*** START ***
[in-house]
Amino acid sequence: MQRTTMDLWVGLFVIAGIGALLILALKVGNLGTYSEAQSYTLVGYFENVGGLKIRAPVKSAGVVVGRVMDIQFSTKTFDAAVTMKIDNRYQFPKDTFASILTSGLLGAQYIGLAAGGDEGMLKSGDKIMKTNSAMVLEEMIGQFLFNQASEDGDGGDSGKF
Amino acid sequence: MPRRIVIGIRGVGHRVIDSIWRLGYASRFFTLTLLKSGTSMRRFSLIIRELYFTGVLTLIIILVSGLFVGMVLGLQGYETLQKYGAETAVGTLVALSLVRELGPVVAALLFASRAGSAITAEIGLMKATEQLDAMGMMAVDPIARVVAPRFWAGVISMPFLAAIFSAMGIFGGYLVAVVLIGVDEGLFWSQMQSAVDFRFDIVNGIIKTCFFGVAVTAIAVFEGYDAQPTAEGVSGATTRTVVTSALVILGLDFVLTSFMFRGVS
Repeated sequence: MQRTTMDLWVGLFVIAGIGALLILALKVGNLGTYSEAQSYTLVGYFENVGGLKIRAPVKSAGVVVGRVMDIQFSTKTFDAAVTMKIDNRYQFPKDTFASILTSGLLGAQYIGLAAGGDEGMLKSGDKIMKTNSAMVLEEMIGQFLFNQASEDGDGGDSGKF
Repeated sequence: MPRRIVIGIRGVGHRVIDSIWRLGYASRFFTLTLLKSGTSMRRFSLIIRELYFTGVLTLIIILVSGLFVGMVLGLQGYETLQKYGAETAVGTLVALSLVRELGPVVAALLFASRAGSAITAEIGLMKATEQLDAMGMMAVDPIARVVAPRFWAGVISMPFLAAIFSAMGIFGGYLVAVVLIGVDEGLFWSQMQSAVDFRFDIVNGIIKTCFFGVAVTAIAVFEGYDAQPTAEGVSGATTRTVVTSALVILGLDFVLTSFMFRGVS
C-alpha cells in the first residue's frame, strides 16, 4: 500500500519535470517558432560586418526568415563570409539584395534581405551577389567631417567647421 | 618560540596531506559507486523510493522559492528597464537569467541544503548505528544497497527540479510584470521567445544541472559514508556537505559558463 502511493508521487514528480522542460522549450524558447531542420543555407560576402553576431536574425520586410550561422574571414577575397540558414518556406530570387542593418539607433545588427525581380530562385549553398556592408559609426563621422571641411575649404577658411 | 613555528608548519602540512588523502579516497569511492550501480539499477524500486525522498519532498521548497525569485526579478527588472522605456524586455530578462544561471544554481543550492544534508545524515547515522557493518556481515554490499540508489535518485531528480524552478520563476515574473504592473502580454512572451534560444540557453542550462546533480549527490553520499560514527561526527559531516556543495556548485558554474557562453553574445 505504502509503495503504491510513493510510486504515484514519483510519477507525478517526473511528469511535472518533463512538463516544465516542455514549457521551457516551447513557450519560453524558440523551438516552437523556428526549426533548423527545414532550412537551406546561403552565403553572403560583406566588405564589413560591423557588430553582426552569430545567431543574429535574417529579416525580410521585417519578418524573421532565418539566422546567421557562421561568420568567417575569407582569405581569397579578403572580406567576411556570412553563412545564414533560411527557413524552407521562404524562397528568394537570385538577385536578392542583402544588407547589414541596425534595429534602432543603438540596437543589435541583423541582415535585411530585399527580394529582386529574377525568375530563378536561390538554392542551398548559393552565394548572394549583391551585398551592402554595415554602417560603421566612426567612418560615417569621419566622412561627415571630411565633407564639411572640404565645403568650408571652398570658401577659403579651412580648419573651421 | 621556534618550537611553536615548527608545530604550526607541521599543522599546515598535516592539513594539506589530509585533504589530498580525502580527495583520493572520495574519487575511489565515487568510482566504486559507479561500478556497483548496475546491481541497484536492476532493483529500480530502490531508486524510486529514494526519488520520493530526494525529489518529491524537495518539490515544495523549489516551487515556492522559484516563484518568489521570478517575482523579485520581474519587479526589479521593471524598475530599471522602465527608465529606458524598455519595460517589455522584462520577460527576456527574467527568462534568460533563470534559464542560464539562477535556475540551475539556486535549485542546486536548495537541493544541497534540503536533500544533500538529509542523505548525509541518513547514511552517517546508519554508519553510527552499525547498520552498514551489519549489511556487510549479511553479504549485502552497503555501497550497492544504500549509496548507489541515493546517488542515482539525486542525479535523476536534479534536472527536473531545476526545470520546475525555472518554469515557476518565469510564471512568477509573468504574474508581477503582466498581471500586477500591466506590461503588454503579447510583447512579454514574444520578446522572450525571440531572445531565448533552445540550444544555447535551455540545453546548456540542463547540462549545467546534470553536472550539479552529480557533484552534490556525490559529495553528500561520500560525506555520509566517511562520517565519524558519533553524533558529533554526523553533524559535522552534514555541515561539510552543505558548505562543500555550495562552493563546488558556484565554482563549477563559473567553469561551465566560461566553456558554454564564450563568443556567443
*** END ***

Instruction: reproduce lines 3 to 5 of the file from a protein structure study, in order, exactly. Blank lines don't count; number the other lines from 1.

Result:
Amino acid sequence: MPRRIVIGIRGVGHRVIDSIWRLGYASRFFTLTLLKSGTSMRRFSLIIRELYFTGVLTLIIILVSGLFVGMVLGLQGYETLQKYGAETAVGTLVALSLVRELGPVVAALLFASRAGSAITAEIGLMKATEQLDAMGMMAVDPIARVVAPRFWAGVISMPFLAAIFSAMGIFGGYLVAVVLIGVDEGLFWSQMQSAVDFRFDIVNGIIKTCFFGVAVTAIAVFEGYDAQPTAEGVSGATTRTVVTSALVILGLDFVLTSFMFRGVS
Repeated sequence: MQRTTMDLWVGLFVIAGIGALLILALKVGNLGTYSEAQSYTLVGYFENVGGLKIRAPVKSAGVVVGRVMDIQFSTKTFDAAVTMKIDNRYQFPKDTFASILTSGLLGAQYIGLAAGGDEGMLKSGDKIMKTNSAMVLEEMIGQFLFNQASEDGDGGDSGKF
Repeated sequence: MPRRIVIGIRGVGHRVIDSIWRLGYASRFFTLTLLKSGTSMRRFSLIIRELYFTGVLTLIIILVSGLFVGMVLGLQGYETLQKYGAETAVGTLVALSLVRELGPVVAALLFASRAGSAITAEIGLMKATEQLDAMGMMAVDPIARVVAPRFWAGVISMPFLAAIFSAMGIFGGYLVAVVLIGVDEGLFWSQMQSAVDFRFDIVNGIIKTCFFGVAVTAIAVFEGYDAQPTAEGVSGATTRTVVTSALVILGLDFVLTSFMFRGVS